argument that Plaintiff had failed to adequately state a claim. Id. at 8. Second, as with
Defendant's motion on the '207 Patent, the Court found that Defendant's argument that 35
U.S.C. § 287(b)(2) precluded any chance that Plaintiff would receive a remedy for any
infringement of the '626 Patent by importation relied upon evidence outside of the pleadings. Id.
at 9. The Court again exercised its discretion in declining to convert the motion into one for
summary judgment, finding that Plaintiff should have the opportunity for discovery into
Defendant's inventory or importation history. Id.
In its rulings then, the Court did not address the merits of Defendant's contentions, but
merely determined it premature to consider the extraneous evidence and convert the motions into
those for summary judgment. Approximately one month after the Court's September 22 Order
was issued, Magistrate Judge Sarah Netburn, who has ably overseen the parties' many discovery
disputes, set a schedule for the close of discovery and for summary judgment practice. Dkt. No.
127. Fact discovery closed on November 3, 2017, and expert discovery closed on December 29,
2017. Id. Summary judgment motions from each side are due in the first months of 2018. Id.
Despite this established schedule, which Defendant knew Judge Netburn was about to set
at the time it filed the present motion, see Dkt. No. 122, Defendant moves the Court for
reconsideration of its September 22 Order.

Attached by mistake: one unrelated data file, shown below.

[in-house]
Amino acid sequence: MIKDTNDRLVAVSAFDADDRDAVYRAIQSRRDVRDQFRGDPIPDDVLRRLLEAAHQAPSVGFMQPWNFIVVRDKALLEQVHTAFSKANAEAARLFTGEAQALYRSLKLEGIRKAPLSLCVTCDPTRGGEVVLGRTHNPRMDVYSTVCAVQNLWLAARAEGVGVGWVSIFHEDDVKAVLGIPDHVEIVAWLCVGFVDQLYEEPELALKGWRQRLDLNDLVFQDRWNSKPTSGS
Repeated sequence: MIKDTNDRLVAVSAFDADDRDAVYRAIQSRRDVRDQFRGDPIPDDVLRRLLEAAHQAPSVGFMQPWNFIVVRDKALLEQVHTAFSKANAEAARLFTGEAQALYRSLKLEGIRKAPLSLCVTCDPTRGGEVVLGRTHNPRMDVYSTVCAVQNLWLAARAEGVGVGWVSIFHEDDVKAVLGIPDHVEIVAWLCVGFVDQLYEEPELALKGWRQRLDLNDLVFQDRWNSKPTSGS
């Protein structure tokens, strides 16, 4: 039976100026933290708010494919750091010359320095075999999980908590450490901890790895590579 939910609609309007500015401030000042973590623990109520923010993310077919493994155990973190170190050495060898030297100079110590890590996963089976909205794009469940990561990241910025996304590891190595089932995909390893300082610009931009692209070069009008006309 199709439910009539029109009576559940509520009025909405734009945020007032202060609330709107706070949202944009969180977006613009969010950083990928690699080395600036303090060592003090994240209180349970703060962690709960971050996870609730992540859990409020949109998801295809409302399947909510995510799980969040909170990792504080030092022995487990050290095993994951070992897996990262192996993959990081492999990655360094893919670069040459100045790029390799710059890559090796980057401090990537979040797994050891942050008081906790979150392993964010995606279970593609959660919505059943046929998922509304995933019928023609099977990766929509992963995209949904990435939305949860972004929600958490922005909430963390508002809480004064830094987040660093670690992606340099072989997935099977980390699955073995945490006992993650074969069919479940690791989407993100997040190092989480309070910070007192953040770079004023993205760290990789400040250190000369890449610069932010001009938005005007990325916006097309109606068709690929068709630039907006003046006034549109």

Standard of Review
Federal Rule of Civil Procedure 59(e) and Local Civil Rule 6.3 govern motions for
reconsideration, and are intended to "ensure the finality of decisions and to prevent the practice
of a losing party examining a decision and then plugging the gaps of a lost motion with
additional matters." Medisim Ltd. v. BestMed LLC, No. 10-CV-2463 (SAS), 2012 WL 1450420,
at *1 (S.D.N.Y. Apr. 23, 2012) (citation and internal quotation marks omitted). The standard for
granting a motion for reconsideration "is strict," Analytical Surveys, Inc. v. Tonga Partners, L.P.,
684 F.3d 36, 52 (2d Cir. 2012), because "reconsideration of a previous order is an extraordinary
remedy to be employed sparingly in the interests of finality and conservation of scarce judicial
resources." In re Health Mgmt. Sys., Inc. Secs. Litig., 113 F. Supp. 2d 613, 614 (S.D.N.Y. 2000)
(citation and internal quotation marks omitted). For this reason, "[a] motion for reconsideration
may not be used to advance new facts, issues or arguments not previously presented to the Court,
nor may it be used as a vehicle for relitigating issues already decided by the Court." R.FMA.S.,
Inc. v. Mimi So, 640 F. Supp. 2d 506, 509 (S.D.N.Y. 2009) (quoting Davidson v. Scully, 172 F.
Supp. 2d 458, 461 (S.D.N.Y. 2001)). Instead, "[a] motion for reconsideration should be granted
only when the defendant identifies an intervening change of controlling law, the availability of
new evidence, or the need to correct a clear error or prevent manifest injustice." Kole! Beth